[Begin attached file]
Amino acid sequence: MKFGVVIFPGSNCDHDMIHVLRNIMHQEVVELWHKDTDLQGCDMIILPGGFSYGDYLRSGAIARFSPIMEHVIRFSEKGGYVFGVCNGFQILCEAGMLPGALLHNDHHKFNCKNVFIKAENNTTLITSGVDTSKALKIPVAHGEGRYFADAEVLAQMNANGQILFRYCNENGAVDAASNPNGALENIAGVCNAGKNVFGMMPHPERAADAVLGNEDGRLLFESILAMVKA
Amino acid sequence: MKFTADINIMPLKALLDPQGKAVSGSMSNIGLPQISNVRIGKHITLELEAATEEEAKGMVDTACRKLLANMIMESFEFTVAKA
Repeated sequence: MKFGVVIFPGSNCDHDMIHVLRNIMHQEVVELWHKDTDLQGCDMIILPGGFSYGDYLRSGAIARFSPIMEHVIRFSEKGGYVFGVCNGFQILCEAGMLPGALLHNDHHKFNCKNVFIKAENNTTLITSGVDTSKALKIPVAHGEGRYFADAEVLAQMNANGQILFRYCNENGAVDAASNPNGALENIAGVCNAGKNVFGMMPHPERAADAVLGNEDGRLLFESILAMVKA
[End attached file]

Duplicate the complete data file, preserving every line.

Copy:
Amino acid sequence: MKFGVVIFPGSNCDHDMIHVLRNIMHQEVVELWHKDTDLQGCDMIILPGGFSYGDYLRSGAIARFSPIMEHVIRFSEKGGYVFGVCNGFQILCEAGMLPGALLHNDHHKFNCKNVFIKAENNTTLITSGVDTSKALKIPVAHGEGRYFADAEVLAQMNANGQILFRYCNENGAVDAASNPNGALENIAGVCNAGKNVFGMMPHPERAADAVLGNEDGRLLFESILAMVKA
Amino acid sequence: MKFTADINIMPLKALLDPQGKAVSGSMSNIGLPQISNVRIGKHITLELEAATEEEAKGMVDTACRKLLANMIMESFEFTVAKA
Repeated sequence: MKFGVVIFPGSNCDHDMIHVLRNIMHQEVVELWHKDTDLQGCDMIILPGGFSYGDYLRSGAIARFSPIMEHVIRFSEKGGYVFGVCNGFQILCEAGMLPGALLHNDHHKFNCKNVFIKAENNTTLITSGVDTSKALKIPVAHGEGRYFADAEVLAQMNANGQILFRYCNENGAVDAASNPNGALENIAGVCNAGKNVFGMMPHPERAADAVLGNEDGRLLFESILAMVKA